Main Economic Concerns

Among the most important economic concerns we will single out three areas which Palestinians accord the highest priority: education, marriage and housing.


Education is valued as a good investment, because it is perceived to lead to a well paid work, and thus improve the family's future standard of living, as well as securing a sort of pension to the parents. 50 year old Ibrahim from Askar explains his priorities: "By the money I earned from my construction work in Israel, we built another room next to the UNRWA-flat. Our house looked poorer than most houses in the neighbourhood, because we insisted on keeping our children at school, instead of letting them start working", he says.

Registered Palestinian refugees have the right to enrol their children in UNRWA-schools which follow the state's education system. UNRWA-schools are in general better than governmental schools, but they are not as good as some of the private schools.

Dr. Ja'far, the doctor presented on page 47, settled in Amman after he was forced to leave Saudi Arabia as a result of the Gulf war. Dr. Ja'far chooses to send all his children to private schools. The family uses a total of 4,000 JD (5,800 USD) yearly on education. Not only well off residents like Dr. Ja'far send their children to private schools, lower-class families also send their children to cheaper private schools, often run by missionaries or other religious foundations.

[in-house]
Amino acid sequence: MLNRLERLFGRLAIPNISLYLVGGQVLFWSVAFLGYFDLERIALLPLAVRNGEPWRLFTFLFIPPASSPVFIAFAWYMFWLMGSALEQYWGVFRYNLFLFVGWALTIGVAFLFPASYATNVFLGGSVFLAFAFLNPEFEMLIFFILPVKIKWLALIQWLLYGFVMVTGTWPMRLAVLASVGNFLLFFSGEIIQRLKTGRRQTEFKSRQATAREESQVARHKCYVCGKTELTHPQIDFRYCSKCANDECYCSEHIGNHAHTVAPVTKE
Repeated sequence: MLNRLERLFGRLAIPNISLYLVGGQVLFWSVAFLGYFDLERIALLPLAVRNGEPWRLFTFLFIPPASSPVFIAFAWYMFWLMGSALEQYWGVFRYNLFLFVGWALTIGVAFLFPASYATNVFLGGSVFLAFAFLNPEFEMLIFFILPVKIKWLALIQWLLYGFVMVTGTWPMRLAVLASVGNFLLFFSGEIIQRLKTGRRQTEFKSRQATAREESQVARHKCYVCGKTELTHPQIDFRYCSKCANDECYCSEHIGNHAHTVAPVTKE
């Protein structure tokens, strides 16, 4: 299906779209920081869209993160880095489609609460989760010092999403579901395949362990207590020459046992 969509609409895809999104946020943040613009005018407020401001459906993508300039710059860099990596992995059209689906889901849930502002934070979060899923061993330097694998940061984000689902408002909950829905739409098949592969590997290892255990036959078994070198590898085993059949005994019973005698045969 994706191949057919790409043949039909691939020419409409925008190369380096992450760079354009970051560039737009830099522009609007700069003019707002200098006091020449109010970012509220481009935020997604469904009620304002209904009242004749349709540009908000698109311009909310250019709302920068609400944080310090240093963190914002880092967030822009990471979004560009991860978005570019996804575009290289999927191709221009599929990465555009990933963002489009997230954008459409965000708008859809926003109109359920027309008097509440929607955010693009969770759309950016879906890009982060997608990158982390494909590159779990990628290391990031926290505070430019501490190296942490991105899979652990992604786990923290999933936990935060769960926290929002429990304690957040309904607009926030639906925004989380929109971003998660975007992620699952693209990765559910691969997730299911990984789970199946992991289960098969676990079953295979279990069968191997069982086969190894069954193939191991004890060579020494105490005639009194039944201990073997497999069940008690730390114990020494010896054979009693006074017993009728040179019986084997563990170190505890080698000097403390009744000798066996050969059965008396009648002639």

Marriage is a main economic concern for young men who often have to save money for years before they can afford what is required for the arrangement. Besides the wedding party and gifts to the bride, the main expense is housing, which the bridegroom is supposed to facilitate. Newly married Khaled (32) in Amman used over 5,000 JD (7,250 USD) for his marriage. His salary as a teacher is 160 JD (230 USD) monthly, which means that the marriage cost him two and a half year's income. Khaled points out his main expenses for the wedding and other arrangements: 2,000 JD (2,900 USD) for the gold he gave to the bride, 2,500 JD (3,625 USD) for furniture and painting for the new, rented flat outside Nasr Camp, where he is grown up, and 500 JD (725 USD) for the party itself. He used all his savings from seven years of work, and received a sum from his father, but still he had to borrow 1,500 JD (2,175 USD) from the bank to cover the costs.


When it comes to housing, living in a camp is the cheapest option. Those refugees who choose to settle outside the camps, can rent or buy the housing. Monthly expenses for renting a flat, or for mortgages usually constitute the largest expense-post on the household's budget. The economic aspect of the question of moving out of a camp is therefore central; some can afford it and some cannot.

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